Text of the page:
BY GABE HERMAN |
Manhattan Borough President Gale Brewer is calling on Schools Chancellor Richard Carranza to increase the number of social workers in city schools. Brewer said the current number is inadequate, and that investment is needed in school mental-health services.
Brewer started her Feb. 20 letter to Carranza by praising him for making mental health a priority in city schools, but said more needs to be done.
She cited a 2017 report by her office that found that, in Manhattan, there was one social worker for every 800 students. The National Association for Social Workers recommends one social worker for every 250 students, and one for every 50 students in vulnerable populations.
Brewer said the fiscal year 2020 budget should provide funds for those recommended ratios of school social workers.
“Social workers have overwhelming caseloads and are stretched too thin,” Brewer said.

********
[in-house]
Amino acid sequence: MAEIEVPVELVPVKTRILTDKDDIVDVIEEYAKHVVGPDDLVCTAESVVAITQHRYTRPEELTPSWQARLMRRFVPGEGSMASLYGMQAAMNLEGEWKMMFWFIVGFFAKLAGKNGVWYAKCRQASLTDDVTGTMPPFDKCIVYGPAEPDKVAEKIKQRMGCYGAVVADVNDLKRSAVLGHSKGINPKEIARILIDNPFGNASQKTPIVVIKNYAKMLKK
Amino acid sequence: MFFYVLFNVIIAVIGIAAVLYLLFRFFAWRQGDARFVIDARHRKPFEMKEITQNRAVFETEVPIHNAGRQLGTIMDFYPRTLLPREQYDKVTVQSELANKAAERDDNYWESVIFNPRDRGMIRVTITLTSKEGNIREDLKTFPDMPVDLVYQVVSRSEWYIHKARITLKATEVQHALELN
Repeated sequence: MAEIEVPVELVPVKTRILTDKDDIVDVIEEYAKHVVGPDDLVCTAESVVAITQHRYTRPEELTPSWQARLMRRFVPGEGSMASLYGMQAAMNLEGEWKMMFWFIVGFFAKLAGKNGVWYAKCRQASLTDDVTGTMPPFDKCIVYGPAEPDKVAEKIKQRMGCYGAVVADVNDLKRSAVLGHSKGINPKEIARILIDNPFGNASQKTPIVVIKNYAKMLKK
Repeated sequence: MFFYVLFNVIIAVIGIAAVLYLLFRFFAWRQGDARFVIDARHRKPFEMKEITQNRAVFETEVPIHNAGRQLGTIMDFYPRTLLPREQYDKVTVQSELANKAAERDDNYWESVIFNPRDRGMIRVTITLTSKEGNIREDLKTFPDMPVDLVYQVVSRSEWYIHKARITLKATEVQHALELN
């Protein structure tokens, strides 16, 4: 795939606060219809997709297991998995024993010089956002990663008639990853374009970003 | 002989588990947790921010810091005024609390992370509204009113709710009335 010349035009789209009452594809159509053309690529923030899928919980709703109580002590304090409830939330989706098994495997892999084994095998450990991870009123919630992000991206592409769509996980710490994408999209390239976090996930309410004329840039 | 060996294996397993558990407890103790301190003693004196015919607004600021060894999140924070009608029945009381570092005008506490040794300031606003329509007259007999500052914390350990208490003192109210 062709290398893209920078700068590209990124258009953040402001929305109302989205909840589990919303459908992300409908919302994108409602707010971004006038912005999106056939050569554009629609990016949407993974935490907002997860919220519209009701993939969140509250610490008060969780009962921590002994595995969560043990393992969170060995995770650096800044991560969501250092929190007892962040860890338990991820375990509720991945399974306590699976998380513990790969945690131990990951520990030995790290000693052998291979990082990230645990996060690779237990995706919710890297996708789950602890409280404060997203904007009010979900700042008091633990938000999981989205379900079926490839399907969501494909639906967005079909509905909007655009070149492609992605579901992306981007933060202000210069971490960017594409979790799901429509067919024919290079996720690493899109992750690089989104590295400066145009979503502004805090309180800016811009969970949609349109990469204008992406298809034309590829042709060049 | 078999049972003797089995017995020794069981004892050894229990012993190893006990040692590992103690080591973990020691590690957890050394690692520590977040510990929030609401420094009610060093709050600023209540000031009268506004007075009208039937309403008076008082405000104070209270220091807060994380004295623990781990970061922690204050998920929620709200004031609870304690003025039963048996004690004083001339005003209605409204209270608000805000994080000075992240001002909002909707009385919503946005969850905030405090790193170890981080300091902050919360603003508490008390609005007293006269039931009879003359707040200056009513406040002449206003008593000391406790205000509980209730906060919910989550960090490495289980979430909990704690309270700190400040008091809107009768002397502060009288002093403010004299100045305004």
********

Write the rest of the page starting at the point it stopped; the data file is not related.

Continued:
“Research shows that appropriate mental-health services correlate with better educational outcomes, reduced suspensions, reduced absenteeism and improvements in school climate,” Brewer wrote.
She cited Department of Education data that show more than 70 percent of city students face economic hardship. And 82 percent of students in a 2017 survey said harassment, bullying and intimidation occurred at their school — a 17 percent increase from five years earlier.
“By examining poverty, discipline and school climate data,” Brewer wrote, “we see that there is a great need in our public schools for a drastic increase in social workers, school-based mental-health direct-service providers and additional socio-emotional supports.”
D.O.E. did not respond to a request for comment about the letter.
Along with calling for more social workers, Brewer’s recommendations included considering a greater role for social-work interns to support students at schools; investing in restorative training for everyone in “the school environment,” going beyond the current anti-bias training for teachers and administrators to include social workers, parents and others; and investing more in the School-based Mental Health Prevention & Intervention Program to provide more services and support for high-needs students.